If you ain't cheatin', you ain't tryin'. So says many a NASCAR driver. Or NFL
coach (just not publicly).
Not surprisingly, we are reminded every four years, you can add Olympic athletes to that list. Swimmer Cameron van der Burgh of South Africa, specifically. Somewhat refreshingly, the gold medal winner told a newspaper in Australia he did indeed slip in a few extra “dolphin kicks” (whip-like motions you see swimmers make after they turn) on his way to a world record in the 100-meter breaststroke Sunday in London.
"If you're not doing it, you're falling behind," the South African told the Sydney Morning Herald. "It’s got to the sort of point where if you're not doing it you're ... giving yourself a disadvantage so everyone's pushing the rules and pushing the boundaries, so if you're not doing it, you're not trying hard enough."
Under the rules, breaststroke swimmers are allowed one dolphin kick after they turn. On video, van der Burgh is shown doing three. While it’s pretty clear he violated the rules during Sunday’s event, there is no underwater judge, and officials do not watch that video during the Olympics.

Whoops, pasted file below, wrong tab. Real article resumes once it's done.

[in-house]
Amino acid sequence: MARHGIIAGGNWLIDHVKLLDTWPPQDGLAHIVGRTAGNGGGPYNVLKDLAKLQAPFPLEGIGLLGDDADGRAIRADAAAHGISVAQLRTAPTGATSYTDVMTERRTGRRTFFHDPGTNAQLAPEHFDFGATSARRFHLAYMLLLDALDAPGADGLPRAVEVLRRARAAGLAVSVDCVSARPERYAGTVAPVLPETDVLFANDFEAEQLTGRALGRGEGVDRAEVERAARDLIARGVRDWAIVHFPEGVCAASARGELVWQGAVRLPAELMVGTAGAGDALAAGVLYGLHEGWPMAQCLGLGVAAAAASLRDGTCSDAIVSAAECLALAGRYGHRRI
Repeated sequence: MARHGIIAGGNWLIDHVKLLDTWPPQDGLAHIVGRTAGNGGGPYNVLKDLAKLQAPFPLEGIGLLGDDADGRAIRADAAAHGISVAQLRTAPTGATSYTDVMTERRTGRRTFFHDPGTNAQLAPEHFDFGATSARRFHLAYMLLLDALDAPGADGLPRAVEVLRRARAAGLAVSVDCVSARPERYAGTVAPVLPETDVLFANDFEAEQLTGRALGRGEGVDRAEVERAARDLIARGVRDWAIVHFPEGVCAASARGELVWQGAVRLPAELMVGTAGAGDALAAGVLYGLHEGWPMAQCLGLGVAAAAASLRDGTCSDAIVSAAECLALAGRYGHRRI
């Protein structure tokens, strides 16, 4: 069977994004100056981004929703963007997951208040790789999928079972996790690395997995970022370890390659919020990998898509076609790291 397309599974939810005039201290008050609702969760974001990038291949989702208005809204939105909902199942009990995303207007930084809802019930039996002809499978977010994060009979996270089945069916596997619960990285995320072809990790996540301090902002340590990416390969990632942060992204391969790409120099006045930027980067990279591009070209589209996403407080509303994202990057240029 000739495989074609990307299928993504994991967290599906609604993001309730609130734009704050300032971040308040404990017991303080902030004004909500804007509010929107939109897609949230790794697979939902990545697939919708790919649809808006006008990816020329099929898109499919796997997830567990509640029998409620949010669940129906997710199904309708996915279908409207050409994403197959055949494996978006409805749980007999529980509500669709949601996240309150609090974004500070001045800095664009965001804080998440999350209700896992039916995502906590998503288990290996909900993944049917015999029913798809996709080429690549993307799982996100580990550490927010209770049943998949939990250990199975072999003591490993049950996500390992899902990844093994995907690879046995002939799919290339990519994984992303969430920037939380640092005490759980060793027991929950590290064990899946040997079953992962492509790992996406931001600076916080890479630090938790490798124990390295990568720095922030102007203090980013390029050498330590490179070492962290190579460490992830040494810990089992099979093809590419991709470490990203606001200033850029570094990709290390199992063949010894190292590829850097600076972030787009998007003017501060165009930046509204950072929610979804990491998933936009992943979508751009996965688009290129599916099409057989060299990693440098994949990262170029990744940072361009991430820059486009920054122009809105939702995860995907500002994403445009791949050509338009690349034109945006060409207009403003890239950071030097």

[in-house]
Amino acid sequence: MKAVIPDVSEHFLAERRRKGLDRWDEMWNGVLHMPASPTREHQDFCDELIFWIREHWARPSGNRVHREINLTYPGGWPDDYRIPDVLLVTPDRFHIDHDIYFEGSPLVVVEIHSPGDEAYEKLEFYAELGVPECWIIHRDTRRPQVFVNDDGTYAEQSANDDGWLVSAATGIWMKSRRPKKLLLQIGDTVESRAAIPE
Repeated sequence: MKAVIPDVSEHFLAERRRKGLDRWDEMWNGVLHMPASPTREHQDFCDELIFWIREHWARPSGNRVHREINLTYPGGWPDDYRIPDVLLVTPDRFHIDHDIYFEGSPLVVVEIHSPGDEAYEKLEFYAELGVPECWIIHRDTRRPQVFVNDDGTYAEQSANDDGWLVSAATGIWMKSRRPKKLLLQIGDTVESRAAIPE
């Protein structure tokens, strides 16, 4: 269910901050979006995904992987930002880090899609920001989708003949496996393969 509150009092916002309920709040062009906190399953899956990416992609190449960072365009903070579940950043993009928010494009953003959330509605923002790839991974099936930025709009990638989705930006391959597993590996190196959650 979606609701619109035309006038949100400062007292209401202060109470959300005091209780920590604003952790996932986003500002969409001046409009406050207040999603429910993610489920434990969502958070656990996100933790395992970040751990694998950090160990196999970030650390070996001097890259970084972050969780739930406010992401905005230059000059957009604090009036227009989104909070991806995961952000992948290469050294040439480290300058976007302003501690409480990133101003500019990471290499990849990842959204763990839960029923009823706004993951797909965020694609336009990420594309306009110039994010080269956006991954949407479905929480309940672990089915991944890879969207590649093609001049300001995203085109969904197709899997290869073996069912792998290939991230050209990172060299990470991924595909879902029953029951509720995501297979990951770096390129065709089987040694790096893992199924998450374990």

The guy who finished second Sunday is Christian Sprenger, his Australian rival, who van der Burgh said also takes advantage of the situation. Hence the interest of the Australian media.
Two years ago judges were watching footage from an underwater, van der Burgh said. And— surprise— the extra kicks were not an issue.
"It was really awesome because nobody attempted it,” he explained. "Everybody came up clean and we all had peace of mind that nobody was going to try."
Implementing that technology at the Olympics would be welcome by the gold medalist. But until that happens, don’t expect him to stop taking advantage of the fact nobody who could penalize the swimmers is watching.
"I’m really for it. If they can bring it, it will better the sport. But I’m not willing to lose to someone that is doing it.”
Image above: Gold medalist Cameron van der Burgh hugs Christian Sprenger after the presentation ceremony. Photo by Getty Images